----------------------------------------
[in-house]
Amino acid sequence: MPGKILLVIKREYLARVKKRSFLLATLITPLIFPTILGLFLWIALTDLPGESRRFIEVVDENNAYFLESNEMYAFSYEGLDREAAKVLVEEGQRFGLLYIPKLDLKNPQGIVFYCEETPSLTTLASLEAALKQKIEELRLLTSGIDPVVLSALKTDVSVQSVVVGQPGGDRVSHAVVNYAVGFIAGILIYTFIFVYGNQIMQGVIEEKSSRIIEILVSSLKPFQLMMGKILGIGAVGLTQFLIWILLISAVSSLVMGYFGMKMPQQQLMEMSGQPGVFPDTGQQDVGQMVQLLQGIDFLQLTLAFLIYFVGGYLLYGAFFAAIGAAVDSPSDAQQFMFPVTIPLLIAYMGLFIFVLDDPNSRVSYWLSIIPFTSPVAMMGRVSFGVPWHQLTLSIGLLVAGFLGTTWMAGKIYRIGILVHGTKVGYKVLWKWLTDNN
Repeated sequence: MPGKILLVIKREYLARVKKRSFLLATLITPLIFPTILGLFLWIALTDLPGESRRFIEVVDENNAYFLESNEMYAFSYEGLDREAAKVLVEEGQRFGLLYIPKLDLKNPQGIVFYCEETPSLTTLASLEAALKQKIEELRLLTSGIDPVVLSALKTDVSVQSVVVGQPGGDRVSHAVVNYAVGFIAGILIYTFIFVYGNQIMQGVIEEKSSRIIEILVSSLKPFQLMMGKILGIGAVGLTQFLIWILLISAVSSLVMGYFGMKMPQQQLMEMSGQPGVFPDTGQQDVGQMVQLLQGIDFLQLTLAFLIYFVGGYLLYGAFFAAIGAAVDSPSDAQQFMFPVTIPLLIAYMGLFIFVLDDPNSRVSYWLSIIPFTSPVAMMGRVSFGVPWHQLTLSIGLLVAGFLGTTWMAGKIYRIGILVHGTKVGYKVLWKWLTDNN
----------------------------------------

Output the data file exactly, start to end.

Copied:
[in-house]
Amino acid sequence: MPGKILLVIKREYLARVKKRSFLLATLITPLIFPTILGLFLWIALTDLPGESRRFIEVVDENNAYFLESNEMYAFSYEGLDREAAKVLVEEGQRFGLLYIPKLDLKNPQGIVFYCEETPSLTTLASLEAALKQKIEELRLLTSGIDPVVLSALKTDVSVQSVVVGQPGGDRVSHAVVNYAVGFIAGILIYTFIFVYGNQIMQGVIEEKSSRIIEILVSSLKPFQLMMGKILGIGAVGLTQFLIWILLISAVSSLVMGYFGMKMPQQQLMEMSGQPGVFPDTGQQDVGQMVQLLQGIDFLQLTLAFLIYFVGGYLLYGAFFAAIGAAVDSPSDAQQFMFPVTIPLLIAYMGLFIFVLDDPNSRVSYWLSIIPFTSPVAMMGRVSFGVPWHQLTLSIGLLVAGFLGTTWMAGKIYRIGILVHGTKVGYKVLWKWLTDNN
Repeated sequence: MPGKILLVIKREYLARVKKRSFLLATLITPLIFPTILGLFLWIALTDLPGESRRFIEVVDENNAYFLESNEMYAFSYEGLDREAAKVLVEEGQRFGLLYIPKLDLKNPQGIVFYCEETPSLTTLASLEAALKQKIEELRLLTSGIDPVVLSALKTDVSVQSVVVGQPGGDRVSHAVVNYAVGFIAGILIYTFIFVYGNQIMQGVIEEKSSRIIEILVSSLKPFQLMMGKILGIGAVGLTQFLIWILLISAVSSLVMGYFGMKMPQQQLMEMSGQPGVFPDTGQQDVGQMVQLLQGIDFLQLTLAFLIYFVGGYLLYGAFFAAIGAAVDSPSDAQQFMFPVTIPLLIAYMGLFIFVLDDPNSRVSYWLSIIPFTSPVAMMGRVSFGVPWHQLTLSIGLLVAGFLGTTWMAGKIYRIGILVHGTKVGYKVLWKWLTDNN